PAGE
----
Ensure that your Azure project has been set up properly and you have access to the resources that you want to use. Contact your administrators if you are not sure about your access permission.
Alternatively, you can use the Cloud Shell which has the Azure CLI, kubectl, and Helm preinstalled.
- Log on to the Azure portal.
- On the Azure portal menu or from the Home page, select Create a resource.
- Select Containers > Kubernetes Service.
- On the Basics page, configure the following options:
Subscription: Contact your organization's Azure Administrator to determine which subscription you should use.
- Resource group: Contact your organization's Azure Administrator to determine which resource group you should use.
Kubernetes cluster name: Enter a cluster name.
Region: Select a region.
Availability zones: Select availability zones as you need. For production clusters, we recommend that you select multiple availability zones.
Primary node pool:
Node size: We recommend that you choose VMs with a minimum of 16 GB of RAM, but you can select virtual machine sizes as you need.
Scale method: Choose a scale method.
Node count range: Select a range for the number of nodes.
Enable virtual nodes: Select the checkbox to enable virtual nodes.
Enable virtual machine scale sets: We recommend that you choose
Network configuration: We recommend that you choose
DNS name prefix: Enter a DNS name prefix.
HTTP application routing: Not required.
- After configuring the options, click Review + create and then Create when validation completes. It takes a few minutes to create the cluster.
- Navigate to the cluster that you have created in Kubernetes services and click it.
- On the left-side navigation pane, click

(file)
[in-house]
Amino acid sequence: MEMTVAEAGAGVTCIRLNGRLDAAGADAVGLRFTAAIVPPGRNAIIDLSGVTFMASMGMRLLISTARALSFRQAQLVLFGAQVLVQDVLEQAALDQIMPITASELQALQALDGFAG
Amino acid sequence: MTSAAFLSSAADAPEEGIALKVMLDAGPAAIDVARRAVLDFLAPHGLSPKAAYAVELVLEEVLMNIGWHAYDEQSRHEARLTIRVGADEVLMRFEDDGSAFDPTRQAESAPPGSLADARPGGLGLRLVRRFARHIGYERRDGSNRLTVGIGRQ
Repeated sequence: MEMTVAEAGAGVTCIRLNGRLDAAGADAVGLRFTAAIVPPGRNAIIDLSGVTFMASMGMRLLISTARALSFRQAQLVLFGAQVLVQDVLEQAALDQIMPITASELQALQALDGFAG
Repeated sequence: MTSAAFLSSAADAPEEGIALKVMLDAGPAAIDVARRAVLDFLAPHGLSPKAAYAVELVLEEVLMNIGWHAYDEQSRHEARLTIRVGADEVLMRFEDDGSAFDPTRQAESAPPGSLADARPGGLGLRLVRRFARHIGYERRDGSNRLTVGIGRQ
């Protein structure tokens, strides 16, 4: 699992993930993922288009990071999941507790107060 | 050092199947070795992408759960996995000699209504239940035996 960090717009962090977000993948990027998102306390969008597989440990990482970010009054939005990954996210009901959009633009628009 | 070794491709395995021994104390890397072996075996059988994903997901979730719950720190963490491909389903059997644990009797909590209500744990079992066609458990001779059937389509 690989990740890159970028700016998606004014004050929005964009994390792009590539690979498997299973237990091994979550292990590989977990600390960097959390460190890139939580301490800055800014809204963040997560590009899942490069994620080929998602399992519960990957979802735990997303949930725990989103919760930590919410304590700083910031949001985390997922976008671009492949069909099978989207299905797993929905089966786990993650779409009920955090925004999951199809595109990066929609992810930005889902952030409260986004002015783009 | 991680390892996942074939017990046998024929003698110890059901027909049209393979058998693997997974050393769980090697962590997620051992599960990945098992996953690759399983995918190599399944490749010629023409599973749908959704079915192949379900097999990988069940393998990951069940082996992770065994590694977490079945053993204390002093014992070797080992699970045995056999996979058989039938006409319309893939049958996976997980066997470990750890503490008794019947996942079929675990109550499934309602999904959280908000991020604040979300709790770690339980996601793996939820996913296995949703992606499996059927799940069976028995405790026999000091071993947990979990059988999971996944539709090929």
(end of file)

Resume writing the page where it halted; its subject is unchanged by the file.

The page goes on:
- On the Overview page that appears, click Connect to view the resource group and subscription.
- Run the following command to set your subscription.
az account set --subscription EXAMPLE-SUBSCRIPTION-ID
- Run the following command to download credentials and configure the Kubernetes CLI to use them.
az aks get-credentials --resource-group YOUR-RESOURCE-GROUP --name YOUR-CLUSTER-NAME
Azure Blob Storage is Azure's version of AWS Simple Storage Service (S3).
- Create storage account and container
az storage account create -n milvustesting1 -g MyResourceGroup -l eastus --sku Standard_LRS --min-tls-version TLS1_2 az storage container create -n testmilvus --account-name milvustesting1
- get secret key, use the first value
az storage account keys list --account-name milvustesting2
- Add values.yaml
cluster: enabled: true service: type: LoadBalancer extraConfigFiles: user.yaml: |+ common: storageType: remote minio: enabled: false externalS3: enabled: true host: core.windows.net port: 443 rootPath: my-release bucketName: testmilvus # the storage account container name cloudProvider: azure useSSL: true accessKey: "milvustesting1" # the storage account name secretKey: "<secret-key>"
Now the Kubernetes cluster is ready. Let's deploy Milvus right now.
helm repo add milvus https://zilliztech.github.io/milvus-helm/ helm repo update helm install -f values.yaml my-release milvus/milvus
In the preceding commands, we add the repo of Milvus Helm charts locally and update the repo to fetch the latest charts. Then we install a Milvus instance and name it my-release.
Notice the config
service.type value, which indicates that we would like to expose the Milvus instance through a Layer-4 load balancer.
Once all pods are running, run the following command to view the external IP address and port used to access the Milvus instance.
kubectl get services
The result is similar to the following:
Please refer to Hello Milvus, change the host value to service IP, then run the code.
If you want to learn how to deploy Milvus on other clouds: